Do you have a lifelong passion? Have you accumulated a collection of specialty items? Do you have a library of books? Or a room full of vintage toys? These passions might make you happy, but they can also be seen as an investment, something you put money into that can eventually yield high financial results. Below is a list of some common items you may have in your home and what some of the highest selling pieces in these categories have earned.
- Comic Books—Action Comic Book #1 featuring Superman sold for $2.16 million dollars.
- War Memorabilia—Custer’ s Flag sold for $2.2 million
- Stamps—TreSkilling Yellow sold for $2.3 million
- Autographs—William Shakespeare’s signature sold for $3 million
- Sports Memorabilia—Mark McGuire’ s 70th home run ball sold for $3 million
- Coin—1933 Saint-Gaudens Gold Double Eagle Coin is valued at $7.6 million
- Art—Jackson Pollock’ s No. 5, 1948 sold for $140 million
While your home collection may not return such impressive results, your collectibles may be worth far more than you imagine. If you have ever watched an episode of Antiques Roadshow you have seen how random household items, inherited pieces, or thrift store finds can turn out to be worth a shocking amount of money. In addition to the categories listed above, there are several other collectible items that you may have hiding in boxes in the attic or garage—record albums, furniture, vintage costume jewelry, pottery, and vintage toys can also be of significant financial value.
The Importance of Appraisal
Sometimes your collectables cover a wide range of categories. A baseball card from a garage sale, a valuable painting found in a thrift store, an old vase found in the attic, or your grandparent’s dusty old books that turned out to be original manuscripts. Whatever your prized collection may be, it is important to keep a record of what you have and its history. Even though you may have no intention of selling your collectibles it is wise to have them appraised and possibly insured. By placing a monetary value on your passion-filled collection, you have options if you come into financial hardship or want to pass an item along to your family as an heirloom.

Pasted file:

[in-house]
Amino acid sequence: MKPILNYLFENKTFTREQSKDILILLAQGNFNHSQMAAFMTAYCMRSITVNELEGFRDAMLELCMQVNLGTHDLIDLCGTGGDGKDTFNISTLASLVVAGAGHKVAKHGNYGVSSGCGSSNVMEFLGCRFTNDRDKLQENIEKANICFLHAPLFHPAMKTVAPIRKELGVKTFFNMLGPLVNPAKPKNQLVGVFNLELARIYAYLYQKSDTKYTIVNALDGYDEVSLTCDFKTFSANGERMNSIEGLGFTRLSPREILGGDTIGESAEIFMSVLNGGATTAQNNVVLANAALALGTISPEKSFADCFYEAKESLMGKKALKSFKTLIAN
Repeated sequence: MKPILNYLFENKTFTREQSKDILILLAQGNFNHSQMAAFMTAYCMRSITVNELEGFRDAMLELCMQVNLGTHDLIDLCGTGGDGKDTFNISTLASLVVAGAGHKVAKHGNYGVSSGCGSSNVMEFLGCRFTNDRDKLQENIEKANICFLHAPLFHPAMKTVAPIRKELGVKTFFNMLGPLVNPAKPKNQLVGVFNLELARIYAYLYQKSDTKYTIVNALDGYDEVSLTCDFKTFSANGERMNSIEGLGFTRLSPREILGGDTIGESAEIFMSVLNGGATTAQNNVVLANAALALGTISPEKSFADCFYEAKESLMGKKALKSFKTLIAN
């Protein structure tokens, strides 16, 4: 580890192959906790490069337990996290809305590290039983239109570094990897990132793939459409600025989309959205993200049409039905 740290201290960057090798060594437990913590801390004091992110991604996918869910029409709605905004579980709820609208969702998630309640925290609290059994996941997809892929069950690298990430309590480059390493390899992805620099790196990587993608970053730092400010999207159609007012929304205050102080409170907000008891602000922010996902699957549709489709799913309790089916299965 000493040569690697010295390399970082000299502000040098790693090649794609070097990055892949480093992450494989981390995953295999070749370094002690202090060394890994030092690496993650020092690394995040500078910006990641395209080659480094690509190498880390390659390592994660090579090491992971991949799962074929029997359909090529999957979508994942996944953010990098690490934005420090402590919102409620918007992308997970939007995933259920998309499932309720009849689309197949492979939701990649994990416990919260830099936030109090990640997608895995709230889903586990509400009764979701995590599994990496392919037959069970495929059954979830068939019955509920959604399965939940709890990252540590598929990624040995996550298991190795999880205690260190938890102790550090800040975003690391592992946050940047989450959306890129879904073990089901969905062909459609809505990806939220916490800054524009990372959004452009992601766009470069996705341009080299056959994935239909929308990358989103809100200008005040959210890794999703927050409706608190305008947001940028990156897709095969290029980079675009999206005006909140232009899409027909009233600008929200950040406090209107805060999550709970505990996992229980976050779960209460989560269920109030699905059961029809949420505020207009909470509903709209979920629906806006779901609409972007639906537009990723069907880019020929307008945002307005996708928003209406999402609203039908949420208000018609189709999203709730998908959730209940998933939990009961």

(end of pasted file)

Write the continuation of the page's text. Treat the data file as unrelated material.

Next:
Preserving Your Collectibles
While your collectibles may have always been a top priority when it comes to storage and preservation, you might find that you take more care once you have determined their monetary value. Each category of collectibles has different needs when it comes to storage and preservation . Here are some examples of changes you may make to increase or maintain your collectibles value:
- Using acid free paper to store your stamp collection
- Placing historical newspapers in a flat, humidity free climate that is out of direct light
- Storing trading cards and coins in protective albums
- Having your artwork professional cleaned and restored
- Storing antique dolls in a climate controlled room
If you are passionate about your collections, invest in them and your future by having them appraised for both value and history. Also make sure you are storing them properly so they can be enjoyed for years to come.
This article was contributed by Mark Cunningham, entrepeneur, master collector and advocate for investing in your passions . One of Mark’s most recent collection gems is the Thoughtseize card from the Magic: The Gathering series.